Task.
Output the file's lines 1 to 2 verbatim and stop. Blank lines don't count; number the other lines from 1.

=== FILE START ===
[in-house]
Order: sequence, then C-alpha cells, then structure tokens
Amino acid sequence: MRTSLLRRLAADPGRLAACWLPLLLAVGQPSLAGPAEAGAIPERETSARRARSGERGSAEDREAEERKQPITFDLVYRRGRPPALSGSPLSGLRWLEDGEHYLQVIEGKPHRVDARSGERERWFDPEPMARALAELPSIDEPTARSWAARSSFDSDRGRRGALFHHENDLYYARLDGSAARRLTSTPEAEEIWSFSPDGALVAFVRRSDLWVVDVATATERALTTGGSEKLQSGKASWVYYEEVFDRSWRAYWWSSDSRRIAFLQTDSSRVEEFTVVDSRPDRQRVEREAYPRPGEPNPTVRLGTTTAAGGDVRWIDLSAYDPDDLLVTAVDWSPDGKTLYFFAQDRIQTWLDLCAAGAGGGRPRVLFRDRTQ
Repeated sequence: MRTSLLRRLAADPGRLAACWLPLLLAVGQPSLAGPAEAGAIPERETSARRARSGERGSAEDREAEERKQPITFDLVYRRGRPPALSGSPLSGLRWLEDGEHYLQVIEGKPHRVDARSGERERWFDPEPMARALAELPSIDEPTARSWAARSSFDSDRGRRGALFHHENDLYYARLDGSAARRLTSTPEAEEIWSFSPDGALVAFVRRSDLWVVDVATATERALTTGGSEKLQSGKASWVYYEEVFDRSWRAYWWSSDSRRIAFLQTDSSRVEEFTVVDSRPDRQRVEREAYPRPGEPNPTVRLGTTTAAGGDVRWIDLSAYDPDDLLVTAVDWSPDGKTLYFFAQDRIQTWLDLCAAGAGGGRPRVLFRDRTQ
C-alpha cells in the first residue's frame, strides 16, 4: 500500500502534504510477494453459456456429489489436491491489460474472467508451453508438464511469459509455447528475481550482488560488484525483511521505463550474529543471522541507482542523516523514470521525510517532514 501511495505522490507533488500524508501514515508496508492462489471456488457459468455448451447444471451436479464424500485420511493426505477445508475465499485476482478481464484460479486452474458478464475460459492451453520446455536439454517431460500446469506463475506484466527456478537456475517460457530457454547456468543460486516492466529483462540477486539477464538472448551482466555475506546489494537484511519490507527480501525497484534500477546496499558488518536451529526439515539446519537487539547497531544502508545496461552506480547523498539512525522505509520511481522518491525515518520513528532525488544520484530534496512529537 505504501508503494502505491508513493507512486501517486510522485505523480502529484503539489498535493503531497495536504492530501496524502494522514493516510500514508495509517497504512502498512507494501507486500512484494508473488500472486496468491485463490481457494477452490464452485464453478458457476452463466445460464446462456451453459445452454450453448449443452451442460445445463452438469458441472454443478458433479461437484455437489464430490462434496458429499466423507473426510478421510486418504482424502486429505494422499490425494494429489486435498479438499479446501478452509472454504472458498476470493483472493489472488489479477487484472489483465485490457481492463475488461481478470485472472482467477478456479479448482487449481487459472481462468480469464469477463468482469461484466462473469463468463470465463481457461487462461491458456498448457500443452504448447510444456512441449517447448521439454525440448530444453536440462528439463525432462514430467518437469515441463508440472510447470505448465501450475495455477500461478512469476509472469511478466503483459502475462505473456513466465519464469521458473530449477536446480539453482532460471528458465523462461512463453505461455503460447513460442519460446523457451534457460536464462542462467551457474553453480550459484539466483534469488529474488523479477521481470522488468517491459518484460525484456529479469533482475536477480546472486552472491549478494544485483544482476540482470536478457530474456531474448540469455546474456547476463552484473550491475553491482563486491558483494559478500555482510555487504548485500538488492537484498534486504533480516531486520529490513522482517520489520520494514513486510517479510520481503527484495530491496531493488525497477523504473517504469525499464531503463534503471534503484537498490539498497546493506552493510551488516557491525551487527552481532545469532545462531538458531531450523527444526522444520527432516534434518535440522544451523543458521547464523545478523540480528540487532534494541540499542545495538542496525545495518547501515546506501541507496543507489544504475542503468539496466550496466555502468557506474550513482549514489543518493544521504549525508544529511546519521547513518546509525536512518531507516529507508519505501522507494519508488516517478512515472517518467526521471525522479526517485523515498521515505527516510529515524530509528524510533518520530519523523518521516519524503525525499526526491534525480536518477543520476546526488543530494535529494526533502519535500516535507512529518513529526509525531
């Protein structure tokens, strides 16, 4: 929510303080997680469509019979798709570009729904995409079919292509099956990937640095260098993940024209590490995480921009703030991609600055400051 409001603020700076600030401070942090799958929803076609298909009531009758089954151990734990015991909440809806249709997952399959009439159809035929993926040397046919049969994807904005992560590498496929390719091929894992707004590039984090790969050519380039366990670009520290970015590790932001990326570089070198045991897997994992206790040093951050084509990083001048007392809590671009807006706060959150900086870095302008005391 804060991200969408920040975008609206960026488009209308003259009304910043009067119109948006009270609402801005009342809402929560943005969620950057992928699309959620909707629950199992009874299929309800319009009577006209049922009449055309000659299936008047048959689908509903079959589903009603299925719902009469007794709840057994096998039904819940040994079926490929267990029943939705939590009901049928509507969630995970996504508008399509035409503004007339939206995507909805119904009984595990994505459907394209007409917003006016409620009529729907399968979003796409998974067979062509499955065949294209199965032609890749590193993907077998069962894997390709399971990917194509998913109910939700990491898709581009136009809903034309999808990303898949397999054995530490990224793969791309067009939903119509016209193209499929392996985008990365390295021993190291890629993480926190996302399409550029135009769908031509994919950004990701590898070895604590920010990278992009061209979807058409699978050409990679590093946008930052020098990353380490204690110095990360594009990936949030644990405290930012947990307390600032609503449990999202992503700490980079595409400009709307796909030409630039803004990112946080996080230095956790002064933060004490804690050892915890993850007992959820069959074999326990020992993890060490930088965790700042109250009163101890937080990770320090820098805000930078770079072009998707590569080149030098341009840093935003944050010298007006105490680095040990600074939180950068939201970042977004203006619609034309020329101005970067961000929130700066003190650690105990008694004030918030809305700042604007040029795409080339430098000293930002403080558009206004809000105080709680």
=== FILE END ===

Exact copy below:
[in-house]
Order: sequence, then C-alpha cells, then structure tokens